It’s all optimism at The Lodging Conference
08 OCTOBER 2015 8:10 AM
Hoteliers continue to exude heady optimism during Day One of The Lodging Conference in Phoenix.
PHOENIX—Day One of The Lodging Conference was a continuation of the optimistic mood that has characterized the U.S. hotel industry so far in 2015. Speakers at general sessions and breakouts shared the attitude that, with hotel operating fundamentals still incredibly strong, the good times should last for the next two years or more.
One particular tailwind speakers addressed several times is the willingness of consumers to travel. Whether it’s international or domestic, people today are taking advantage of the strong economy and traveling.
“While the world is facing is its greatest challenge since 2008, we think the U.S. will be fully insulated from that to continue growing (gross domestic product) at 2.5%,” said Bernard Baumohl, chief global economist with The Economic Outlook Group, speaking at Wednesday’s general session. “That means that moving forward, the U.S. will be one of the few bright spots in the global economy.”
Photo of the day
|From left: Eric Danziger of the Trump Hotel Collection, Don Landry of Top Ten Consulting and John T. Campo of John T. Campo & Associates, share a light moment following the opening general session of The Lodging Conference at the Arizona Biltmore on Wednesday. (Photo: Jeff Higley)|
Quote of the day
“Things are fun. Everybody is happy here. It’s a great time to be in the business. Seeing customers happy, making money and enjoying themselves is really a lot of fun.”
—David Pepper, senior VP, global development, Choice Hotels International
Slide of the day
“Group demand is back and back in force,” said Jan Freitag, senior VP of STR, to the private Lodging Industry Investment Council on Wednesday at The Lodging Conference. “That has all sorts of positive implications for operators because they see what’s on the books for a year out, a year-and-a-half out. This is really helpful. It gives everyone confidence, and with that comes pricing power.”
Tweet of the day
Marriott's Liam Brown says company has had many discussions & meetings with Airbnb. #LodgingConference "Keep friends close, enemies closer."— Eric Stoessel (@Eric_Stoessel) October 7, 2015
“This point in the cycle always brings out the inevitable comparisons to sporting events—most notably baseball games—while the real focus of what’s affecting hotels tends to be under-emphasized. During the first day of The Lodging Conference, I was somewhat surprised by what seems to be a lack of concern over the effects of Airbnb, supply growth and the growing strength of independents. These are all topics that have varying degrees of impact on every hotelier’s bottom line, and the industry needs to take them seriously.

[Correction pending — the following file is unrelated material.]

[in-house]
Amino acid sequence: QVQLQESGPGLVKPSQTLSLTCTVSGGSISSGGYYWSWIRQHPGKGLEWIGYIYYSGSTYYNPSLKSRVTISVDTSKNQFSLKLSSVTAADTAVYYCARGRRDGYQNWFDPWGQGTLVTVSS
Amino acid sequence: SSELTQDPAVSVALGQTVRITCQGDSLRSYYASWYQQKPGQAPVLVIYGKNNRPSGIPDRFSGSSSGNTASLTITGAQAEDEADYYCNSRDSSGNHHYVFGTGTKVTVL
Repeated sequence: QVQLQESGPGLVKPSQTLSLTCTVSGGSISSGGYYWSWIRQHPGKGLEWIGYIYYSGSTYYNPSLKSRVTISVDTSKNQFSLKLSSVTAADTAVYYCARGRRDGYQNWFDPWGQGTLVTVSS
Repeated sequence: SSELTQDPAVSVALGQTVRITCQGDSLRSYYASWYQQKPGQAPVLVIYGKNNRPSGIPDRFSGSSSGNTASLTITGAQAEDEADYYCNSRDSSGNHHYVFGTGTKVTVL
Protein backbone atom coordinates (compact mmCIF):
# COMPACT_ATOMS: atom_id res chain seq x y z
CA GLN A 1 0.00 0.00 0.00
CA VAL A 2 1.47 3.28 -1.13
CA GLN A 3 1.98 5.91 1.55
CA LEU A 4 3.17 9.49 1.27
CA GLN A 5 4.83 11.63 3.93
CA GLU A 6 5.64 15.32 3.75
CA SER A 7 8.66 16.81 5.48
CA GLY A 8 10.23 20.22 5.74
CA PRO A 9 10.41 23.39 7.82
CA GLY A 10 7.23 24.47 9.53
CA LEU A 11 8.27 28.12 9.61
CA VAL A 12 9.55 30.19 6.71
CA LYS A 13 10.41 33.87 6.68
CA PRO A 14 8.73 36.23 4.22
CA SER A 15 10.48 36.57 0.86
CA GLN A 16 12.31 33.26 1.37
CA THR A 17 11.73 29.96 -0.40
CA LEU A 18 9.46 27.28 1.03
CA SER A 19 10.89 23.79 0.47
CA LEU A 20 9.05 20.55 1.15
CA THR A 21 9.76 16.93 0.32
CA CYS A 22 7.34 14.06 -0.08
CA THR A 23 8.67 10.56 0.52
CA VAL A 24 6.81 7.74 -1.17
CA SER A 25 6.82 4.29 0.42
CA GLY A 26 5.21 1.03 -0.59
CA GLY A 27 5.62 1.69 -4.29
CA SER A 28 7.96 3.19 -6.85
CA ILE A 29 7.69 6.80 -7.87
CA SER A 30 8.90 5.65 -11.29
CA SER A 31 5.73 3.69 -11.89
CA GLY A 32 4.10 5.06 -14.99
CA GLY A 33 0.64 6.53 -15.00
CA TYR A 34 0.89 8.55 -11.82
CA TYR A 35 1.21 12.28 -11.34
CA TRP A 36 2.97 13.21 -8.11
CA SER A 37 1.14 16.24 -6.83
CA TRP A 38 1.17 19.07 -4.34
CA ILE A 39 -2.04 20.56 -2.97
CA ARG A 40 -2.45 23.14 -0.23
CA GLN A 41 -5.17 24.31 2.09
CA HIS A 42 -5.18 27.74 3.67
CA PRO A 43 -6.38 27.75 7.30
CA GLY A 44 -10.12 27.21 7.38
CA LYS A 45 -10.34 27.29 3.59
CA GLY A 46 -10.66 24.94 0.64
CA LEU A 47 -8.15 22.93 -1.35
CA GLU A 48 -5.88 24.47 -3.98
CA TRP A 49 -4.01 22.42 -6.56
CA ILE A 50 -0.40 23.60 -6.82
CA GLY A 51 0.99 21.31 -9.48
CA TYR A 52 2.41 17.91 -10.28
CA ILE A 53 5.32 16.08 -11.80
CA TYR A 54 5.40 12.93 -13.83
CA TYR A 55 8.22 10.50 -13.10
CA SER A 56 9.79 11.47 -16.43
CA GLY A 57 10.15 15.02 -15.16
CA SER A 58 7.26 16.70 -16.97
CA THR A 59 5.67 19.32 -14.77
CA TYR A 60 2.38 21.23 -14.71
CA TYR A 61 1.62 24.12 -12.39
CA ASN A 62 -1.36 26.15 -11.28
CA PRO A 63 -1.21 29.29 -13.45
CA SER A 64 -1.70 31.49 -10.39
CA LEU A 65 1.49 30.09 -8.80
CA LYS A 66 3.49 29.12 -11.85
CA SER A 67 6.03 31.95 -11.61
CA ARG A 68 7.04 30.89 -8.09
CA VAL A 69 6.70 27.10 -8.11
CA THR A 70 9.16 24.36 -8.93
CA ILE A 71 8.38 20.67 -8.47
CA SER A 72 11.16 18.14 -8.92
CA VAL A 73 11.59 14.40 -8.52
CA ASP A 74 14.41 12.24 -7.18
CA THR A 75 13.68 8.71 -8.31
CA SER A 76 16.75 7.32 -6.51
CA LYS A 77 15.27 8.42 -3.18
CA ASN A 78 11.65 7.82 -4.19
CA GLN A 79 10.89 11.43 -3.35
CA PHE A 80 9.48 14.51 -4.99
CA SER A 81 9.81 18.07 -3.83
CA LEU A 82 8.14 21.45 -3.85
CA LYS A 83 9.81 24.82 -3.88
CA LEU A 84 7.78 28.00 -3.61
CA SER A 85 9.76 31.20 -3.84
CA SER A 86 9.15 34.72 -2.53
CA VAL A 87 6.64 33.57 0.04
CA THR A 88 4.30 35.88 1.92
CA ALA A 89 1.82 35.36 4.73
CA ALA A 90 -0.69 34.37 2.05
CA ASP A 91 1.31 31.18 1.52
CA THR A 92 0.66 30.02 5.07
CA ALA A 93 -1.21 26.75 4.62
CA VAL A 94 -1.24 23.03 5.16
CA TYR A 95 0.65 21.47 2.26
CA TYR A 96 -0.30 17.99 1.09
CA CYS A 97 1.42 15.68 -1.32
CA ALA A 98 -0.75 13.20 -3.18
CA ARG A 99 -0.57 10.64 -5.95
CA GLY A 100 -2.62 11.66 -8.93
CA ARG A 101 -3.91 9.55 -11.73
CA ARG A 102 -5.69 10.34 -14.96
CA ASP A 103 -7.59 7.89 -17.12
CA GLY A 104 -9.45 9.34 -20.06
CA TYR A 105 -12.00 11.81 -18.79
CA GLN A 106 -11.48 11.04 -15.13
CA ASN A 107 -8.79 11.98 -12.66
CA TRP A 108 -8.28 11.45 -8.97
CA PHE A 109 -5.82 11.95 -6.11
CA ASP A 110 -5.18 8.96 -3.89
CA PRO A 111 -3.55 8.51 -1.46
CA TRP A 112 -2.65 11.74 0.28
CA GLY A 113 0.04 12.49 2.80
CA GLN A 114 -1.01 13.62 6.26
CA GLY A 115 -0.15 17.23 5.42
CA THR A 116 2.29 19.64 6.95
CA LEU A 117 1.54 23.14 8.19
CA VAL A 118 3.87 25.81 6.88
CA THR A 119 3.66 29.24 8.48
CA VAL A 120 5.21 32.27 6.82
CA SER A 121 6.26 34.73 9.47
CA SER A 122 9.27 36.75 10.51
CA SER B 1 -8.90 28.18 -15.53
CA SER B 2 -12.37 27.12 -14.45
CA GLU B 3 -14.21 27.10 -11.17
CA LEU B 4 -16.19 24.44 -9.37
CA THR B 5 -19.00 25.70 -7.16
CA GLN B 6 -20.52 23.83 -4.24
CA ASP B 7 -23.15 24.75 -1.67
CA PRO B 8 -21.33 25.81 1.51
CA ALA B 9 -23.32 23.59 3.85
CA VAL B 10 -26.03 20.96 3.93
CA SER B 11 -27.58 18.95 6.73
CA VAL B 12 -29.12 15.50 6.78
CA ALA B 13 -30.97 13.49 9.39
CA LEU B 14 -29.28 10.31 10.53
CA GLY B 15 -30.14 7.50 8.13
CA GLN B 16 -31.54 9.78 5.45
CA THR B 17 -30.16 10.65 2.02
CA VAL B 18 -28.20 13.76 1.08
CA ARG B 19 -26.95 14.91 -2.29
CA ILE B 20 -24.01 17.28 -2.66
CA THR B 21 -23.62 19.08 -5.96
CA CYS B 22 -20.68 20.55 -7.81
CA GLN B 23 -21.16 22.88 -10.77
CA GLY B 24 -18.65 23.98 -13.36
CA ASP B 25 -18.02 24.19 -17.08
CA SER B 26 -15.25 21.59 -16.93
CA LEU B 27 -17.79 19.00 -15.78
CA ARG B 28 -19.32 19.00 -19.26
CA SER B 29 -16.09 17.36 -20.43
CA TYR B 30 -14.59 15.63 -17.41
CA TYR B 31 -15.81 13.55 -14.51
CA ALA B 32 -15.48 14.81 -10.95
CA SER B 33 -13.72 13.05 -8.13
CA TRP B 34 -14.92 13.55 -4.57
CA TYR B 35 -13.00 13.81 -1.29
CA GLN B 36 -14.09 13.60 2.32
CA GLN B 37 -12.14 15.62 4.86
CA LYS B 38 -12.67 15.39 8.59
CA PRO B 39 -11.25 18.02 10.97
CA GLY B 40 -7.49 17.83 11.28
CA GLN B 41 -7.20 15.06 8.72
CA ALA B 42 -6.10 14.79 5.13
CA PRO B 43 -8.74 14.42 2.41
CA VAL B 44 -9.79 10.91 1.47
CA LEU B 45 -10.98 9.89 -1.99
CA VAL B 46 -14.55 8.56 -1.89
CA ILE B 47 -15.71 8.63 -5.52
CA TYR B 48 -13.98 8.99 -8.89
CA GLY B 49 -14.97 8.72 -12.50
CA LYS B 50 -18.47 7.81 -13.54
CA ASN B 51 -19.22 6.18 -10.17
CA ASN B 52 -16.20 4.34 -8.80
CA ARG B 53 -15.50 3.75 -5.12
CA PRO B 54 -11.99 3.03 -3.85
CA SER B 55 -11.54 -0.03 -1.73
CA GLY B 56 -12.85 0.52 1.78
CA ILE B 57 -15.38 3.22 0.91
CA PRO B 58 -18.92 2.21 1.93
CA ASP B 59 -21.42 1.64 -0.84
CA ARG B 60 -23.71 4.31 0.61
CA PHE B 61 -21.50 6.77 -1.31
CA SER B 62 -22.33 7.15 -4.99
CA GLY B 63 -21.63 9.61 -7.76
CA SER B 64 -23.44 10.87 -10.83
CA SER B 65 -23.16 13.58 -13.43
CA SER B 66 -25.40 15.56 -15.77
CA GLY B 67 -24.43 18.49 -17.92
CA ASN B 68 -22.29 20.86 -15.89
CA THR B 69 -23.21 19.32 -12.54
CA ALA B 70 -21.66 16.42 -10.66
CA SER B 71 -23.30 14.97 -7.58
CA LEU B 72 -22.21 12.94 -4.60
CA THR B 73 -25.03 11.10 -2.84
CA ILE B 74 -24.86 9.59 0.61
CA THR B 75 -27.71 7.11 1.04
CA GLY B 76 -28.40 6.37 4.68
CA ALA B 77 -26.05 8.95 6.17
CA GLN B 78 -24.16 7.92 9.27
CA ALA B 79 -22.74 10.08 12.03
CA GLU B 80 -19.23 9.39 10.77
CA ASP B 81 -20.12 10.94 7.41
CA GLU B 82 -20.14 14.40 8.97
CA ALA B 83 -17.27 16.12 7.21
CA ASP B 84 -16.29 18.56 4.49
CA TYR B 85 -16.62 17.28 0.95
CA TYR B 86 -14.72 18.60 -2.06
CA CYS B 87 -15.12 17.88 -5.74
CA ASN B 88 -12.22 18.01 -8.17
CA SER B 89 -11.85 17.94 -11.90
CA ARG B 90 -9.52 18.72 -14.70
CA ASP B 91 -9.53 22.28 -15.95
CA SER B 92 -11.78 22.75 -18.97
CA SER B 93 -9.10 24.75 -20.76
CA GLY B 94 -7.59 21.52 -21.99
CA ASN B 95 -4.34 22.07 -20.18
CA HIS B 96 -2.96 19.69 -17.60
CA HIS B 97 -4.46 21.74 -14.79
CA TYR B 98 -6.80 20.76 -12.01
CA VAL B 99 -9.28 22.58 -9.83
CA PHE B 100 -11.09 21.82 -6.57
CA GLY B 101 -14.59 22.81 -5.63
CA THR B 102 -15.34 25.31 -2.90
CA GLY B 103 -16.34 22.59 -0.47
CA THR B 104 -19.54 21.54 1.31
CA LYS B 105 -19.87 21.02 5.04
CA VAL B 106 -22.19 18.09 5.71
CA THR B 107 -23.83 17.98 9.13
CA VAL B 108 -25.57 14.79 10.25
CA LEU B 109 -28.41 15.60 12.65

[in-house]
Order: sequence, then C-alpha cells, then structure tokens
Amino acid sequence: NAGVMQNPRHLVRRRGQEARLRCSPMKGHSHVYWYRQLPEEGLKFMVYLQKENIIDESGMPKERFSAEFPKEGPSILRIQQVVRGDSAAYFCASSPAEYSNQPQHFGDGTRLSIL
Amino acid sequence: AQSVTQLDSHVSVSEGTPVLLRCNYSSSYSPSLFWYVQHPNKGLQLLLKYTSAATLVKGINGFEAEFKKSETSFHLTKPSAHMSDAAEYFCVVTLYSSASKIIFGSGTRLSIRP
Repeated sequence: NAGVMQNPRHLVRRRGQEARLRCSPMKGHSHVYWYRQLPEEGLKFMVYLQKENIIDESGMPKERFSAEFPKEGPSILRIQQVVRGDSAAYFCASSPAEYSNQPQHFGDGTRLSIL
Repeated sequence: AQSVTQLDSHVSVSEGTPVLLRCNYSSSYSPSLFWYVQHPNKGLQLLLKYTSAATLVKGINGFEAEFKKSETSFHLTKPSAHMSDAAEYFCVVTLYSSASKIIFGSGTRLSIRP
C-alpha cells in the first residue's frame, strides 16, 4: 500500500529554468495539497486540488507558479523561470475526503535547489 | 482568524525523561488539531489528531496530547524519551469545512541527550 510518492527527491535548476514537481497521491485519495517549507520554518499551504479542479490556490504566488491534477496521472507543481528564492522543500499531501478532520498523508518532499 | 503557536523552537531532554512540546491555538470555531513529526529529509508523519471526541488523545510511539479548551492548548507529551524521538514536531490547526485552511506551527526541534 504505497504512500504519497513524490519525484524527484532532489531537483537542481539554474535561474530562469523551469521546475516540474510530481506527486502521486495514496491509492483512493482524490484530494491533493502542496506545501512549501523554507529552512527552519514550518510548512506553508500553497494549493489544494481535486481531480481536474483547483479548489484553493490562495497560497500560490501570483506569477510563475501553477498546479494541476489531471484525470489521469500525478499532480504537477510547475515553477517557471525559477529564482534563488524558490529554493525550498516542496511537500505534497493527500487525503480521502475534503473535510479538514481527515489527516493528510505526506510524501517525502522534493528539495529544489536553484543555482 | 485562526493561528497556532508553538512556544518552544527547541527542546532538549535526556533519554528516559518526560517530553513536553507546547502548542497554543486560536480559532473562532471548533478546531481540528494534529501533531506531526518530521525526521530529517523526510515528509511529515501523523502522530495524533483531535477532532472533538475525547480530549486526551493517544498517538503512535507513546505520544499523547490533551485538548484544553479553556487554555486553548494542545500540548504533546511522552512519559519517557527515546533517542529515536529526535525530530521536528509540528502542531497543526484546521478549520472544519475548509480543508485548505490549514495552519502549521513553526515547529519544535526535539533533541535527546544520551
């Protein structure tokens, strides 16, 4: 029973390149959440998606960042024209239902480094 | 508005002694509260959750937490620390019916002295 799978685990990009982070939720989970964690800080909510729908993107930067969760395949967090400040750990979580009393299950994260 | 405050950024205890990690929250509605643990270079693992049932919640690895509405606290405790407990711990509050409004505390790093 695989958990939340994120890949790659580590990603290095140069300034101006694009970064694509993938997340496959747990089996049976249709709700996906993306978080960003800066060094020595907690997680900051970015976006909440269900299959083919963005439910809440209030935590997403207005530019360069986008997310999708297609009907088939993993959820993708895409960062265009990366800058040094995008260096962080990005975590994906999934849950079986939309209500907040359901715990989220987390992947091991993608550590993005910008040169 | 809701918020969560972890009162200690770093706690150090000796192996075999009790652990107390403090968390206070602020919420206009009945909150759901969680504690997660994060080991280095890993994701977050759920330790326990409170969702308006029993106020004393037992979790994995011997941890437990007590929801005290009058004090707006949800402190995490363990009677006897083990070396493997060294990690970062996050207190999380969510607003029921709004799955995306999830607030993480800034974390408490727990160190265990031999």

“The Airbnb question goes beyond the ‘we just want a level playing field’ approach that most executives take. Meanwhile, several conference attendees told me they are in markets that are seeing supply growth of more than 30%. That’s a serious addition to the comp set for sure. And the confidence of independent hoteliers continues to grow as more owners figure out that technology allows them to test and experiment their way to prosperity.
“Beyond that, talk throughout the Arizona Biltmore’s halls focused on peaking hotel values and the vast amount of money available for deals and (gulp!) new construction projects.”
—Jeff Higley, Editorial Director
“I spoke with several hotel brand companies today, and now is when we’re beginning to see the results of the post-recession brand explosion come to reality. It seems like just about every brand (from economy to upper-upscale) has grand plans for new-build expansion both domestically and overseas, in many cases. Nobody seems worried about overall supply numbers, though supply trends in certain markets—namely New York City and some spots in Texas—do have regional developers second-guessing their decisions.”
—Stephanie Ricca, Editor-in-Chief
“Skilled labor continues to be an issue for hotel development, particularly because the construction industry hasn’t recovered to the same level it was at prior to the recession. Jim Amorosia, president and CEO of G6 Hospitality, said labor is ‘particularly tight’ along the U.S. coasts but less so in the South. The problem with the coasts appears to be a lack of qualified people in certain trades to handle the jobs, he said, specifically naming roofers and electricians. Likewise, while some other costs have decreased, labor costs are inching up, said Marriott’s Liam Brown. Because there are fewer workers available, the trades are continuing to grow more expensive and delaying construction projects, he said.”
—Bryan Wroten, Reporter